Predicting septic complications of chemotherapy: An analysis of 382 patients treated for small cell lung cancer without dose reduction after major sepsis
Radford JA., Ryder WDJ., Dodwell D., Anderson H., Thatcher N.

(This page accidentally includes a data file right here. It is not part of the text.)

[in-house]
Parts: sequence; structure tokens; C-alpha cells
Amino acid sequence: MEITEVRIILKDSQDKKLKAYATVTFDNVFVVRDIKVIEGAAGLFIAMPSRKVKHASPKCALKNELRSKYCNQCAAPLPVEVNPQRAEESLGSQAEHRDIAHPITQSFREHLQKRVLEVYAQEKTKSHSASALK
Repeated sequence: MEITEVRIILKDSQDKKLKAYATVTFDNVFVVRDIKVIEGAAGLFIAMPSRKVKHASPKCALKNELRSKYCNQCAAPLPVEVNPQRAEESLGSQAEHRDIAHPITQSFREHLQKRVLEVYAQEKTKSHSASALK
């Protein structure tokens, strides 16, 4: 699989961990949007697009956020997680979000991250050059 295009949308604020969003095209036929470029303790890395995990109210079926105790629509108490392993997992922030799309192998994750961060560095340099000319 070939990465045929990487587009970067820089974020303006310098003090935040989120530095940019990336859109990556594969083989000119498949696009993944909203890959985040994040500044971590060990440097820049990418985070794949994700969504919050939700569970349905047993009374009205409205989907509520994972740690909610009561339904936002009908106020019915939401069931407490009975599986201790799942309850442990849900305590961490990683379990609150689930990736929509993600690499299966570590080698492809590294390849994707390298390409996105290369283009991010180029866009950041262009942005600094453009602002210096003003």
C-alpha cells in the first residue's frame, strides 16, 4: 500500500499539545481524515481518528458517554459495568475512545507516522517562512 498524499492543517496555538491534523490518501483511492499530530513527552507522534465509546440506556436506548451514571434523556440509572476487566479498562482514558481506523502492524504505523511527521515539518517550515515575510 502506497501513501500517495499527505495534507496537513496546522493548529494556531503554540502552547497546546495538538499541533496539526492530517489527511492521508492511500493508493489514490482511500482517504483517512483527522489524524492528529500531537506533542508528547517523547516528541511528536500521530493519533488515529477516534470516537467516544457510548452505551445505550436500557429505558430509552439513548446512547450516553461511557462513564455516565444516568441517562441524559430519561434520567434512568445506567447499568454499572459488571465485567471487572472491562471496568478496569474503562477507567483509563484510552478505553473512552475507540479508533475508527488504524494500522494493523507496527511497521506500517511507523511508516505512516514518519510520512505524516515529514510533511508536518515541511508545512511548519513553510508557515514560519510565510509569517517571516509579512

The incidence and risk of septic complications in 382 patients treated for small cell lung cancer with combination chemotherapy at a single centre have been analysed. Full protocol doses were employed throughout with no dose reduction after episodes of severe or life-threatening sepsis (SLTS). 50 (13%) patients experienced 66 episodes of SLTS associated with 1978 cycles of chemotherapy (3.2% cycles affected). 20 (5.2%) patients died due to sepsis (SD) of whom only 4 had experienced SLTS with a previous cycle of treatment. The others died as a result of their first septic episode. A model comprising four variables, age (≤ 50 or > 50 years), Karnofsky performance status (KP ≤ 50 or > 50), treatment (two- or three-drug regimen) and previous sepsis (SLTS or no SLTS with previous cycles) was found to satisfactorily describe the incidence of SLTS and SD in the study population and once validated in another patient groups this model should allow identification of high-risk individuals before treatment starts. If so, we propose that high-risk patients (age > 50 years, KP ≤ 50, treatment with three-drug regimen) receive 50% of protocol doses in the first cycle of treatment with escalation to 75% and eventually 100% doses in subsequent cycles if sepsis dose not supervene. Those with one or two risk factors present run a relatively low risk of SLTS or SD and we consider that full-dose chemotherapy should be used throughout in these individuals. © 1992.